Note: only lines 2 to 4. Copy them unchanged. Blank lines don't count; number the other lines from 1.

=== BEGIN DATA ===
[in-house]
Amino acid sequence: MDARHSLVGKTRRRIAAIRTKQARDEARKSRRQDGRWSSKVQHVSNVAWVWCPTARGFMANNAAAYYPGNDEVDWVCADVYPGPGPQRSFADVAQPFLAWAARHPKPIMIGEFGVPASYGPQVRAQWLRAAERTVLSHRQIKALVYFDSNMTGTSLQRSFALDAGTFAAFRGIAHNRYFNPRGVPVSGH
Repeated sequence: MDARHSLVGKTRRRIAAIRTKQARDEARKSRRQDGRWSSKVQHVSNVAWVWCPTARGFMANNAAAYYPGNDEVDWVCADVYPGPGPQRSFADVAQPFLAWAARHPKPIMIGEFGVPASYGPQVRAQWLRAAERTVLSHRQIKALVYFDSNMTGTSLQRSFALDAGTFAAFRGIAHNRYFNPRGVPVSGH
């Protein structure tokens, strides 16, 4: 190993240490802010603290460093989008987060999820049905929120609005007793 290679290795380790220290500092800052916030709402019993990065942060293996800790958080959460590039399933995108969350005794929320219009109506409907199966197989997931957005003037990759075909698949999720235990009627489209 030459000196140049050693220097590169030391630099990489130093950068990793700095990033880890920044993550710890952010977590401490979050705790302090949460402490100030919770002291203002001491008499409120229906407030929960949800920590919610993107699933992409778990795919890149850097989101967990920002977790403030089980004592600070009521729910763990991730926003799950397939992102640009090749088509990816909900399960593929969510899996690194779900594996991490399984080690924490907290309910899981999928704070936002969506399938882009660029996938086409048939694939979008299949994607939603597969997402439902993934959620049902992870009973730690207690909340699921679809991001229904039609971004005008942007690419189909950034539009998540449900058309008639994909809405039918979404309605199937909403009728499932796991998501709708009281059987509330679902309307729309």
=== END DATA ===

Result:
Amino acid sequence: MDARHSLVGKTRRRIAAIRTKQARDEARKSRRQDGRWSSKVQHVSNVAWVWCPTARGFMANNAAAYYPGNDEVDWVCADVYPGPGPQRSFADVAQPFLAWAARHPKPIMIGEFGVPASYGPQVRAQWLRAAERTVLSHRQIKALVYFDSNMTGTSLQRSFALDAGTFAAFRGIAHNRYFNPRGVPVSGH
Repeated sequence: MDARHSLVGKTRRRIAAIRTKQARDEARKSRRQDGRWSSKVQHVSNVAWVWCPTARGFMANNAAAYYPGNDEVDWVCADVYPGPGPQRSFADVAQPFLAWAARHPKPIMIGEFGVPASYGPQVRAQWLRAAERTVLSHRQIKALVYFDSNMTGTSLQRSFALDAGTFAAFRGIAHNRYFNPRGVPVSGH
């Protein structure tokens, strides 16, 4: 190993240490802010603290460093989008987060999820049905929120609005007793 290679290795380790220290500092800052916030709402019993990065942060293996800790958080959460590039399933995108969350005794929320219009109506409907199966197989997931957005003037990759075909698949999720235990009627489209 030459000196140049050693220097590169030391630099990489130093950068990793700095990033880890920044993550710890952010977590401490979050705790302090949460402490100030919770002291203002001491008499409120229906407030929960949800920590919610993107699933992409778990795919890149850097989101967990920002977790403030089980004592600070009521729910763990991730926003799950397939992102640009090749088509990816909900399960593929969510899996690194779900594996991490399984080690924490907290309910899981999928704070936002969506399938882009660029996938086409048939694939979008299949994607939603597969997402439902993934959620049902992870009973730690207690909340699921679809991001229904039609971004005008942007690419189909950034539009998540449900058309008639994909809405039918979404309605199937909403009728499932796991998501709708009281059987509330679902309307729309």